When I last wrote to you in January, I touched on some of the uncertainties and challenges that we might be facing this year. A few months later, several of what were possible issues are now realities. Geopolitical, monetary and economic factors, as predicted, have been causing choppy markets.
2021 was a phenomenal year for equities: the S&P 500 rose 29% and tech stocks in particular generated outsized returns. However, 2022 is off to a bit of a rough start. Markets are causing some queasiness due to the outbreak of war in Ukraine and the energy crisis that has resulted, skyrocketing commodity prices, and the Federal Reserve’s attempts to combat the highest inflation in 40 years.
As investors rotate from growth to value, you may wonder how the macro climate will affect your personal investments. Should you be concerned? How will equities perform in 2022 and 2023? Should current events be a reason to consider rebalancing your portfolio?
In this market update, I will explore 3 key factors that will likely drive markets over the next year and explain how we are dealing with the current turbulence.
The war in Ukraine has caused a human tragedy of epic proportions. While the long-term geopolitical and economic consequences are difficult to predict, there is little doubt they will be profound and far reaching. How have wars historically affected stock market performance? As expected, history shows that geopolitical events of such importance create significant short term stock market volatility. Investors fear uncertainty, in this case the prospects of World War III and potential nuclear conflict, and instinctively try to find safety in universally recognized safe haven assets such as gold, bonds, commodities, and large-cap value stocks. Historical data reveals that financial markets tend to perform well during times of war. In fact, the Dow Jones Industrial Average’s biggest gain took place in 1915, one year after the outbreak of World War I! Incredibly, markets tend to rebound and perform strongly just months after the outbreak of conflict.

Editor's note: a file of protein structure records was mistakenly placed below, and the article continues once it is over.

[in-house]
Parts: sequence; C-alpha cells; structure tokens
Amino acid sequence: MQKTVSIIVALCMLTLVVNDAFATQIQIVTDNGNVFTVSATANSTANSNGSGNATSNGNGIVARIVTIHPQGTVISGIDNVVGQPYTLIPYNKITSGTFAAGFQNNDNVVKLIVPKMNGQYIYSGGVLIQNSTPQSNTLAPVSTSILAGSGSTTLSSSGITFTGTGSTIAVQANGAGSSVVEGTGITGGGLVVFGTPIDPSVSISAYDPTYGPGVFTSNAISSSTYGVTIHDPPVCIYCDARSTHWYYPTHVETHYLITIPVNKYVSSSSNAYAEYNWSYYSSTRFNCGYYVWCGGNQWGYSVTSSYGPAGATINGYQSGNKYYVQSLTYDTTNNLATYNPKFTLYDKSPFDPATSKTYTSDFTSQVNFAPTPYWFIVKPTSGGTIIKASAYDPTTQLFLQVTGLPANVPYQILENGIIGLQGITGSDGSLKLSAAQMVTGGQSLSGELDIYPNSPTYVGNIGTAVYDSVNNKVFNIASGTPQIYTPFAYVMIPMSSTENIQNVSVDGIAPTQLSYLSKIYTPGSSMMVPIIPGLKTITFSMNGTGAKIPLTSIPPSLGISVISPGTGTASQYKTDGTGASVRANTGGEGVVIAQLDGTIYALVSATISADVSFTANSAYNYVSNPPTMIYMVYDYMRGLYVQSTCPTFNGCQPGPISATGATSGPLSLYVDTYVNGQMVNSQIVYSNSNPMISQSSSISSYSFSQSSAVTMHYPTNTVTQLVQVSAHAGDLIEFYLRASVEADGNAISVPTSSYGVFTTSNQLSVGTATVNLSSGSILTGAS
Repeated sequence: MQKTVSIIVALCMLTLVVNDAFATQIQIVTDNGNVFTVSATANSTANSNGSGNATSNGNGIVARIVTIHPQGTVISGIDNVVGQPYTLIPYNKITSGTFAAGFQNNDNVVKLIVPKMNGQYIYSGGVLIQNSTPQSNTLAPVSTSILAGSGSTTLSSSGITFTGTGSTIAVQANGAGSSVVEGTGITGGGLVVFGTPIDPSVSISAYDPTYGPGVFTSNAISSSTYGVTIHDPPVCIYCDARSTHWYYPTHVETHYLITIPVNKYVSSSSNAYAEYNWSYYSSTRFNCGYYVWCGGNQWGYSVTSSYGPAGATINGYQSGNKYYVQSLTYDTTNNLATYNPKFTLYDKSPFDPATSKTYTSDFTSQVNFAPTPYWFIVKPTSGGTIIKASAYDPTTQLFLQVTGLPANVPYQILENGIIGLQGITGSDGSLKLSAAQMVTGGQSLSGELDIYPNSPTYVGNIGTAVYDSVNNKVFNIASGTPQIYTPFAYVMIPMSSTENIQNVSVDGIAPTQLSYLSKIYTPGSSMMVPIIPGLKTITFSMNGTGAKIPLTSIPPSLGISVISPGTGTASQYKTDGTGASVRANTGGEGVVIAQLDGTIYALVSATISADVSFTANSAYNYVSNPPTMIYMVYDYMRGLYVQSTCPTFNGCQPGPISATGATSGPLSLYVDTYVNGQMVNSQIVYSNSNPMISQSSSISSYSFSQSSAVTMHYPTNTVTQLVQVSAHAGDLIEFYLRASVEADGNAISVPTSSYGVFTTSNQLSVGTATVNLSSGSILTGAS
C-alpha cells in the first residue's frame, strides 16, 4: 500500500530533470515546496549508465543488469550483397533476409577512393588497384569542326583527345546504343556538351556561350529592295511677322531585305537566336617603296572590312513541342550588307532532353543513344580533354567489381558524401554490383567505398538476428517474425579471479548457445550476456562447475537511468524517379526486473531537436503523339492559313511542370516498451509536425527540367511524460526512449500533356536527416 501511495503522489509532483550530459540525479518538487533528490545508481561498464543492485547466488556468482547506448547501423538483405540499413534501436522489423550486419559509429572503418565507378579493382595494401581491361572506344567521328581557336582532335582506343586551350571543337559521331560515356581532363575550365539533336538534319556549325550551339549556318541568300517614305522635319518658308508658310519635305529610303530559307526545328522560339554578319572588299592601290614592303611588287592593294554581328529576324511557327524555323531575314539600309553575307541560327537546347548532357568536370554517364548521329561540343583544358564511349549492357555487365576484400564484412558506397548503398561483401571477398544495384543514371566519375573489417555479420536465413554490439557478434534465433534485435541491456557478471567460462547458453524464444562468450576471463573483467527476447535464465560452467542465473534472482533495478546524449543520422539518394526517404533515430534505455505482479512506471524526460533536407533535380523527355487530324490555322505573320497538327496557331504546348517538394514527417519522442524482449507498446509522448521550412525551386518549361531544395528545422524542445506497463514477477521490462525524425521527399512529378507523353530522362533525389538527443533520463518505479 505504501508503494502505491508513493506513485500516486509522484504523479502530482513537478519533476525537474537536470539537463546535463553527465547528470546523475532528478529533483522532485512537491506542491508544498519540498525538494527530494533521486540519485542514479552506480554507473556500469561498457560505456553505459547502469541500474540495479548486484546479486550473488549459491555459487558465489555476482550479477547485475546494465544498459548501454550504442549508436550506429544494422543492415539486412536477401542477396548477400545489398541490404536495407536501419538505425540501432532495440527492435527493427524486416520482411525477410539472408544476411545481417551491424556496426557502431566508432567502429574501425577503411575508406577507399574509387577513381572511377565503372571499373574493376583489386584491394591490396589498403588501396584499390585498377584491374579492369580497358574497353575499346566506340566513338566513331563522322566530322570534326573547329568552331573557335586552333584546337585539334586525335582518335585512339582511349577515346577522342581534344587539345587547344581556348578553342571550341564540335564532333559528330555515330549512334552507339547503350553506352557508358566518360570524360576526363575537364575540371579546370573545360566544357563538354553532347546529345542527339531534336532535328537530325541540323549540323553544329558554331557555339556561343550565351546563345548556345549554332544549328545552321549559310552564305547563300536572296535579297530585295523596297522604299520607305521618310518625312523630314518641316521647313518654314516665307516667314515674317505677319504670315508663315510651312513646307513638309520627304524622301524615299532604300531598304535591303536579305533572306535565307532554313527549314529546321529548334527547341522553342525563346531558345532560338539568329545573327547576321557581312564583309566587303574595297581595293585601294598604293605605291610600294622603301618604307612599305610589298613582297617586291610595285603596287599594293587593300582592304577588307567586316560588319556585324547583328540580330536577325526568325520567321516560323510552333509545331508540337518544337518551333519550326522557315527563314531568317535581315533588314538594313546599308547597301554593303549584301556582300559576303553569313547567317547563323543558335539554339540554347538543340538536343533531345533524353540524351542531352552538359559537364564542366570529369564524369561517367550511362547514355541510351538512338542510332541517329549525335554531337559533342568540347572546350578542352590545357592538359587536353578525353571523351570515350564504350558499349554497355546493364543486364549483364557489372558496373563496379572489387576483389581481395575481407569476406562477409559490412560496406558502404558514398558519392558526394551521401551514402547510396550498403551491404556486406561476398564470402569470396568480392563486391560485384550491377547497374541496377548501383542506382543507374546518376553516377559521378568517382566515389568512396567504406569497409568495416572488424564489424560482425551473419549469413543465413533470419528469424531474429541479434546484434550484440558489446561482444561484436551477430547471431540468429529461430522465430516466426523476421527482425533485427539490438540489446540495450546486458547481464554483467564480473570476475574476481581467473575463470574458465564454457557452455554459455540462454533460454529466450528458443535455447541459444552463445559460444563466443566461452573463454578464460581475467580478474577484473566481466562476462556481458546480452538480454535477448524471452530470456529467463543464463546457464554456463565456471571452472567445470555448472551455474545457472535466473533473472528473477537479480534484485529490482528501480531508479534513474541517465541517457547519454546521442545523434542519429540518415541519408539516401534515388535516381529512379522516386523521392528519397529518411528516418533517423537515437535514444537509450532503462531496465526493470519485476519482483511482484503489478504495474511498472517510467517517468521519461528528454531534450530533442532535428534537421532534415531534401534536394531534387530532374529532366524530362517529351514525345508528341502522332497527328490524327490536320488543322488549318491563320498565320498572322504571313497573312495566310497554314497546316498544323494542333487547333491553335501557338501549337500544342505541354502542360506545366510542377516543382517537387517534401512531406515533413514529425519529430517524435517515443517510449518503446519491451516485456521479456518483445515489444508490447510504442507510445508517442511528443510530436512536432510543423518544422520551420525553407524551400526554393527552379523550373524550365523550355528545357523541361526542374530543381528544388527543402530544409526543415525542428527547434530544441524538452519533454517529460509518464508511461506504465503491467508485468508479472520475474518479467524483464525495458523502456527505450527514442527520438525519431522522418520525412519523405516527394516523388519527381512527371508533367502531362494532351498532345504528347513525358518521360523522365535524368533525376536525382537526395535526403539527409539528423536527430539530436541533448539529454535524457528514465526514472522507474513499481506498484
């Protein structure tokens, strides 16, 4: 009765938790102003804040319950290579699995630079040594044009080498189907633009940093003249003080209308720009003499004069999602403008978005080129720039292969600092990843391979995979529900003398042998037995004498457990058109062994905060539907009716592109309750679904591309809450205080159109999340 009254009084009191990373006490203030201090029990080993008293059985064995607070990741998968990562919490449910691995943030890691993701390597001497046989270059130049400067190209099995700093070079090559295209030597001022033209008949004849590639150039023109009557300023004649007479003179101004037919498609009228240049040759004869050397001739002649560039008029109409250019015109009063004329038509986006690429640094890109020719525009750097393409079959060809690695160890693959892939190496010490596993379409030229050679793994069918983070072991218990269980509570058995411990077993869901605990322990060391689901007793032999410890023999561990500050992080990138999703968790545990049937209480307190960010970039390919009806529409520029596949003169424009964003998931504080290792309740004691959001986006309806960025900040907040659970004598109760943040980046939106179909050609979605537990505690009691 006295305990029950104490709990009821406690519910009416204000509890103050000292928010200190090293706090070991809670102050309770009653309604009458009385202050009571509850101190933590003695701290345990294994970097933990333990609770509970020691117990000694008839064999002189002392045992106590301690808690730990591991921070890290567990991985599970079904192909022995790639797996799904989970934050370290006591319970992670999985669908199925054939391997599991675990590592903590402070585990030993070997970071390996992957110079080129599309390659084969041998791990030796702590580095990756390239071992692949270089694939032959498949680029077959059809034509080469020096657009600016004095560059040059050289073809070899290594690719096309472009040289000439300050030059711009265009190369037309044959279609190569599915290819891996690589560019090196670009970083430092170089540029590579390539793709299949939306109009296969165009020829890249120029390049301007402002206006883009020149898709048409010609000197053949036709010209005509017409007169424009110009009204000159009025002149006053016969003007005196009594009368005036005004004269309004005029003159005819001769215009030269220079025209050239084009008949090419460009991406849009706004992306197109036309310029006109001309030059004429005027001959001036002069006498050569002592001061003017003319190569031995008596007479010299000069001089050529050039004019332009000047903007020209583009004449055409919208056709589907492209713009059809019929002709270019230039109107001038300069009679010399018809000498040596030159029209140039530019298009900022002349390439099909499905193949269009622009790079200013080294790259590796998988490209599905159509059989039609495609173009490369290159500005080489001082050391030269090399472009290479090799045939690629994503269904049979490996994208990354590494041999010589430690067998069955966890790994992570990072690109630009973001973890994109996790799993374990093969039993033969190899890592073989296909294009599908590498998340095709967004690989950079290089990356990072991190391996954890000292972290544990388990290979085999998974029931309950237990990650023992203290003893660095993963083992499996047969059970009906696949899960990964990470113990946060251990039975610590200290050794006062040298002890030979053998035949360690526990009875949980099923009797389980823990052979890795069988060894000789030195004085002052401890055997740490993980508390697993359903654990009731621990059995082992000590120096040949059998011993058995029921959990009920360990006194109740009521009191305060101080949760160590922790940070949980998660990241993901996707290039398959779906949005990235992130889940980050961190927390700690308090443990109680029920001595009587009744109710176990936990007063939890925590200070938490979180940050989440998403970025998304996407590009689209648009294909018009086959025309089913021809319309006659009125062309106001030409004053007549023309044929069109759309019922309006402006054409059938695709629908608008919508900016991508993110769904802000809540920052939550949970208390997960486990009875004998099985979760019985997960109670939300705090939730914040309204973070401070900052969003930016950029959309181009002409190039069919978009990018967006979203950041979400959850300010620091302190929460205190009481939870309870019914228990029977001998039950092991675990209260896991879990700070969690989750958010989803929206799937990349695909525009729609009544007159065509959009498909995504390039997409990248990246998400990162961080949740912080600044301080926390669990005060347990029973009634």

The loss of life and destruction of infrastructure in Ukraine is horrifying and not to be dismissed but from a global economic perspective, this is a regional conflict involving two countries that represent a very small – almost insignificant – percentage of the world’s total market capitalization. Indeed, Russia and Ukraine’s share of world markets is less than 1%. Wars serve as a reminder that defense is an important part of GDP. In recent years, military budgets were criticized as being bloated and overdue for cuts, but this conflict may reshape politicians’ relationship to the infamous “military industrial complex”. U.S. citizens expect budget increases to ensure their domestic security and protect human rights and freedom across the globe. Increases in military budgets will spur economic growth. In turn, this will likely drive global stock markets higher. Since global equities constitute a key aspect of well diversified portfolios, we remain committed to finding investment opportunities outside of the United States.